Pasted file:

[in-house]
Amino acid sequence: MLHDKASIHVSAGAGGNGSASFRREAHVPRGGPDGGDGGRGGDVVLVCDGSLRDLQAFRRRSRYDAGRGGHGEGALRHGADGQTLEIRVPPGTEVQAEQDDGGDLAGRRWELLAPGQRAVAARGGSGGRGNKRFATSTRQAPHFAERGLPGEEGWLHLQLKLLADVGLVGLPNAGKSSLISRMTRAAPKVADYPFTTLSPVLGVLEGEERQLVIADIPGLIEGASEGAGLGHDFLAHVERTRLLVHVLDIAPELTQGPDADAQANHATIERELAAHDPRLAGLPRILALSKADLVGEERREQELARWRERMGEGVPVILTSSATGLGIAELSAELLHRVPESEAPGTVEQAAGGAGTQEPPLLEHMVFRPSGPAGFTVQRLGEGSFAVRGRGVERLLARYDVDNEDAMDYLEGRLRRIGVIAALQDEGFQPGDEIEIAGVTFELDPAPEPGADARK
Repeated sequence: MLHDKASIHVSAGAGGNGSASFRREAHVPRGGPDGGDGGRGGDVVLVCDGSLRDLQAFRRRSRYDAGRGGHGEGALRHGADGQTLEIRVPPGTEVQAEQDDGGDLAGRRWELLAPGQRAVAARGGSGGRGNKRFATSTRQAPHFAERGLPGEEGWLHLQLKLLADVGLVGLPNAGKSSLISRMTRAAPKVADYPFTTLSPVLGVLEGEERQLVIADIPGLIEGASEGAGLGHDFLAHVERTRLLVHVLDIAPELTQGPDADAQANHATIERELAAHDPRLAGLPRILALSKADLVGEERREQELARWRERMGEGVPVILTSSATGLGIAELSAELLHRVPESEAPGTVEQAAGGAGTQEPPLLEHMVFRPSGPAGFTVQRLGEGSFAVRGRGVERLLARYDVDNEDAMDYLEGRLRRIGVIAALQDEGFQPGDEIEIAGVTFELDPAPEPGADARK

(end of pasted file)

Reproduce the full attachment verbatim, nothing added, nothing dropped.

[in-house]
Amino acid sequence: MLHDKASIHVSAGAGGNGSASFRREAHVPRGGPDGGDGGRGGDVVLVCDGSLRDLQAFRRRSRYDAGRGGHGEGALRHGADGQTLEIRVPPGTEVQAEQDDGGDLAGRRWELLAPGQRAVAARGGSGGRGNKRFATSTRQAPHFAERGLPGEEGWLHLQLKLLADVGLVGLPNAGKSSLISRMTRAAPKVADYPFTTLSPVLGVLEGEERQLVIADIPGLIEGASEGAGLGHDFLAHVERTRLLVHVLDIAPELTQGPDADAQANHATIERELAAHDPRLAGLPRILALSKADLVGEERREQELARWRERMGEGVPVILTSSATGLGIAELSAELLHRVPESEAPGTVEQAAGGAGTQEPPLLEHMVFRPSGPAGFTVQRLGEGSFAVRGRGVERLLARYDVDNEDAMDYLEGRLRRIGVIAALQDEGFQPGDEIEIAGVTFELDPAPEPGADARK
Repeated sequence: MLHDKASIHVSAGAGGNGSASFRREAHVPRGGPDGGDGGRGGDVVLVCDGSLRDLQAFRRRSRYDAGRGGHGEGALRHGADGQTLEIRVPPGTEVQAEQDDGGDLAGRRWELLAPGQRAVAARGGSGGRGNKRFATSTRQAPHFAERGLPGEEGWLHLQLKLLADVGLVGLPNAGKSSLISRMTRAAPKVADYPFTTLSPVLGVLEGEERQLVIADIPGLIEGASEGAGLGHDFLAHVERTRLLVHVLDIAPELTQGPDADAQANHATIERELAAHDPRLAGLPRILALSKADLVGEERREQELARWRERMGEGVPVILTSSATGLGIAELSAELLHRVPESEAPGTVEQAAGGAGTQEPPLLEHMVFRPSGPAGFTVQRLGEGSFAVRGRGVERLLARYDVDNEDAMDYLEGRLRRIGVIAALQDEGFQPGDEIEIAGVTFELDPAPEPGADARK